We are so happy to share the latest in contemporary African Music on our AfroPop Radio podcast. We explore a wide range of music genres, no doubt. In these days and times it is very exciting to hear and witness the explosion of popularity where it comes to African Music. And in its zeal to cover this progressive expression of music, mainstream media and a LOT of y’all have labeled this music as AfroBeat. Some have labeled it as AfroBeats. But the two are very very different.
Surely, with digital technology, core music buying audiences across the globe are discovering what is being called AfroBeats.
Afrobeats is not to be confused with AfroBeat or AfroSwing. This genre is also known as Afro-pop, and is an umbrella term for contemporary pop music made primarily in West Africa and the diaspora, that initially developed in Nigeria and Ghana in the first decade and a half of the 2000s. We estimate Afrobeats as less of a style, and more of a descriptor for the fusion of sounds flowing out of modern African pop culture. Its popularity is undeniable with artists like Burna Boy and Davido gaining important music award nominations. In fact, the respected BET Awards honored Davido in 2018 with the Best International Act award and for the first time, included this category’s presentation during its main broadcast. Up until that triumphant moment, the category had been relegated to an off screen designation, much to the chagrin of Africa’s top music stars. They would explode on the scene to the tune of tens of millions of views, download and shares. They would tout thier BET Award nominations to great fanfare only to be let down hard when they realized this segment would not be telecast across the globe. With Davido, that changed. And with it the consciousness of Afrobeats was raised exponentially in the United States.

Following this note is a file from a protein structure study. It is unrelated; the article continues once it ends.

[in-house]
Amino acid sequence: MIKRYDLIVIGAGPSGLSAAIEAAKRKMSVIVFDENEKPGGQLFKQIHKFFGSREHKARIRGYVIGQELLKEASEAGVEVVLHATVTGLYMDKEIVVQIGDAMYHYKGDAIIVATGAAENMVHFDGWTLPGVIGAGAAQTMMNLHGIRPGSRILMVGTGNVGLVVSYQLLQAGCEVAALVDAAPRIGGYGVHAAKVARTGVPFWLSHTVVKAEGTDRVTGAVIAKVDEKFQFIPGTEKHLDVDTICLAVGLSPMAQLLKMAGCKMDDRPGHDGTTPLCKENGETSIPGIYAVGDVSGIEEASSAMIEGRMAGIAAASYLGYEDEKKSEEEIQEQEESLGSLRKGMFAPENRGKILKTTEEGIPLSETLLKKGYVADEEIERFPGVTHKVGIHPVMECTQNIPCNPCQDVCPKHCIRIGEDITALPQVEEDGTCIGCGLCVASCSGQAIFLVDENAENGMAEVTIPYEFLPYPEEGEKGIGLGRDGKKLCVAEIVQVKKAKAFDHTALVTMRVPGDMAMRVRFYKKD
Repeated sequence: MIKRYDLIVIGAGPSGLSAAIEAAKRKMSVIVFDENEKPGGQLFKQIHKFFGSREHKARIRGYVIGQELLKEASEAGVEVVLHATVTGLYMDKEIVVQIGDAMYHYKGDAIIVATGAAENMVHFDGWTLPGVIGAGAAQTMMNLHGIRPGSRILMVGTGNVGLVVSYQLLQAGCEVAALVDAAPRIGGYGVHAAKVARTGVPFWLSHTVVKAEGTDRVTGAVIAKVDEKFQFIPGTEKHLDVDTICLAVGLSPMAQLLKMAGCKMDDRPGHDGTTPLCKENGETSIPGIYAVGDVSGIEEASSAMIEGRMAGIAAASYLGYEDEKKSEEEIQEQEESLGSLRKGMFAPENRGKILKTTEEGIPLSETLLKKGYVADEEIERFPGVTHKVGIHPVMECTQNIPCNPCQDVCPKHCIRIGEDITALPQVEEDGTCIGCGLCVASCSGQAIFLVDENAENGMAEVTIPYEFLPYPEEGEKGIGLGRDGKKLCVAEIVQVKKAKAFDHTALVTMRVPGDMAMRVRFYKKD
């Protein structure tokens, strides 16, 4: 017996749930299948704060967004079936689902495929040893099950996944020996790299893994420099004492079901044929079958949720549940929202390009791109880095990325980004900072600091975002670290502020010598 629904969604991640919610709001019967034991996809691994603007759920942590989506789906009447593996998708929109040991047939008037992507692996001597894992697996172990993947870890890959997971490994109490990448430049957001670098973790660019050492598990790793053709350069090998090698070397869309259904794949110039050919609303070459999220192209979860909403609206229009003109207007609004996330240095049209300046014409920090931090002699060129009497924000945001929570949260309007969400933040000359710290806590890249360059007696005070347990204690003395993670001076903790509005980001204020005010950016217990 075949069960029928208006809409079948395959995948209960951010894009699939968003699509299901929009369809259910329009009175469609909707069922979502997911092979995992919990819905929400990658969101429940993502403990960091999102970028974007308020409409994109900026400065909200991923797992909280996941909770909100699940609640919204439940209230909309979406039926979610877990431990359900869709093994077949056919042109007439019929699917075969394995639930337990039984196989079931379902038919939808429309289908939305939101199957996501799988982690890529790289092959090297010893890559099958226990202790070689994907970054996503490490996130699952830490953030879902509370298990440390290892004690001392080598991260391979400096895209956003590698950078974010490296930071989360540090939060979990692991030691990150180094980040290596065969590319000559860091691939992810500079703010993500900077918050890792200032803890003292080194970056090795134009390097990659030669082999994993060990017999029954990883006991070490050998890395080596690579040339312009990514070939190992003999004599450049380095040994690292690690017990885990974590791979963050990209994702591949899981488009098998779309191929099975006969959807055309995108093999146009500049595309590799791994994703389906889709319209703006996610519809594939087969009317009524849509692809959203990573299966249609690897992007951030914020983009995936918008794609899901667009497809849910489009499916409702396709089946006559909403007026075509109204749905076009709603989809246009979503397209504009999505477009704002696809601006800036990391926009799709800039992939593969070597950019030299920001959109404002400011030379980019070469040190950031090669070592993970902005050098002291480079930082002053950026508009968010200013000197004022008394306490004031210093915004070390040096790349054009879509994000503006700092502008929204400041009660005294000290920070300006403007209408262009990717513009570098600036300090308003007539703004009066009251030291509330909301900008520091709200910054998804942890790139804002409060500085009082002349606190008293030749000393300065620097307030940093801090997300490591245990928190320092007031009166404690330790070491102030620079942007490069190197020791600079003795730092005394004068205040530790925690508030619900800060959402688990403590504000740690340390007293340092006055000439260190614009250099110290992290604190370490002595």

This year, the flavor of the moment is Burna Boy. He is making news as he won the BET Award category in 2019’s edition of the honor. And has been selling out shows across the US ignited by his triumphant concert debut at Coachella. Now as we go into Award season, we see him emerging with a coveted Grammy nomination. Yes, AfroBeats is blowing up with Major labels taking notice and building new signings and departments to specialize in the marketing and promotion of contemporary African Music.
But this music genre should not be confused with AfroBeat. No. This genre was invented in the ’70’s and remains an influential foundation on the music we hear today. AfroBeat was pioneered by the late great Fela Kuti and is described as a mix of West African Musical styles such as Ghanaian High Life seasoned with funk and jazz influences. The best AfroBeat Bands have ginormous horn sections blaring out complex riffs accented by a bed of percussions and dancers.
Recently we were at a conversation event with Bootsy Collins where he directly attributed his style of funk and sense of funk to the sounds of AfroBeat.
In the end, AfroBeat is not the same as AfroBeats. To make this error is to ignore the very fabric of African pop culture identity.